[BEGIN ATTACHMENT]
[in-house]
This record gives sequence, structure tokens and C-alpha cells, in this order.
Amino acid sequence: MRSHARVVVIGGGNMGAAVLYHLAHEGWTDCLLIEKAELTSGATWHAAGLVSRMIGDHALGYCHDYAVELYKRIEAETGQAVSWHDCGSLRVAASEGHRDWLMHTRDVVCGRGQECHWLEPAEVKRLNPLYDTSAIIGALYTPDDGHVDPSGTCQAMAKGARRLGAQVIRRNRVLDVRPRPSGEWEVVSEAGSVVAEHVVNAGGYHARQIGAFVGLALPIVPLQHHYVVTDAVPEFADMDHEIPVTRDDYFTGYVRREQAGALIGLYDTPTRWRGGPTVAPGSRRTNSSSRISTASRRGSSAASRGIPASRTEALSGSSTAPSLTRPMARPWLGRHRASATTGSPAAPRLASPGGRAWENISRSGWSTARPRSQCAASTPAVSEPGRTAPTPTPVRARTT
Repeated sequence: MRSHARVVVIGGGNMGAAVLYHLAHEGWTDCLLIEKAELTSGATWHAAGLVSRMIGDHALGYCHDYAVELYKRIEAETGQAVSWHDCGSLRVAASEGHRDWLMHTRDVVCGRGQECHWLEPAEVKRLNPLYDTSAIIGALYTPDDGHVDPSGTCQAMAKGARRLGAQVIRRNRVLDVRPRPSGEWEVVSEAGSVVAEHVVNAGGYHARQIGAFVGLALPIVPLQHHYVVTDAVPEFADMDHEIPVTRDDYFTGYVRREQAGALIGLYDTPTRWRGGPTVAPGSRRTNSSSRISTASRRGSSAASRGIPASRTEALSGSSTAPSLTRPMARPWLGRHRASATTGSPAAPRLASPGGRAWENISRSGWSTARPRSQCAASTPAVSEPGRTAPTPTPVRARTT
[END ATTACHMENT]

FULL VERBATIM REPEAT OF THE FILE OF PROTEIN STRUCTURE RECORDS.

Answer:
[in-house]
This record gives sequence, structure tokens and C-alpha cells, in this order.
Amino acid sequence: MRSHARVVVIGGGNMGAAVLYHLAHEGWTDCLLIEKAELTSGATWHAAGLVSRMIGDHALGYCHDYAVELYKRIEAETGQAVSWHDCGSLRVAASEGHRDWLMHTRDVVCGRGQECHWLEPAEVKRLNPLYDTSAIIGALYTPDDGHVDPSGTCQAMAKGARRLGAQVIRRNRVLDVRPRPSGEWEVVSEAGSVVAEHVVNAGGYHARQIGAFVGLALPIVPLQHHYVVTDAVPEFADMDHEIPVTRDDYFTGYVRREQAGALIGLYDTPTRWRGGPTVAPGSRRTNSSSRISTASRRGSSAASRGIPASRTEALSGSSTAPSLTRPMARPWLGRHRASATTGSPAAPRLASPGGRAWENISRSGWSTARPRSQCAASTPAVSEPGRTAPTPTPVRARTT
Repeated sequence: MRSHARVVVIGGGNMGAAVLYHLAHEGWTDCLLIEKAELTSGATWHAAGLVSRMIGDHALGYCHDYAVELYKRIEAETGQAVSWHDCGSLRVAASEGHRDWLMHTRDVVCGRGQECHWLEPAEVKRLNPLYDTSAIIGALYTPDDGHVDPSGTCQAMAKGARRLGAQVIRRNRVLDVRPRPSGEWEVVSEAGSVVAEHVVNAGGYHARQIGAFVGLALPIVPLQHHYVVTDAVPEFADMDHEIPVTRDDYFTGYVRREQAGALIGLYDTPTRWRGGPTVAPGSRRTNSSSRISTASRRGSSAASRGIPASRTEALSGSSTAPSLTRPMARPWLGRHRASATTGSPAAPRLASPGGRAWENISRSGWSTARPRSQCAASTPAVSEPGRTAPTPTPVRARTT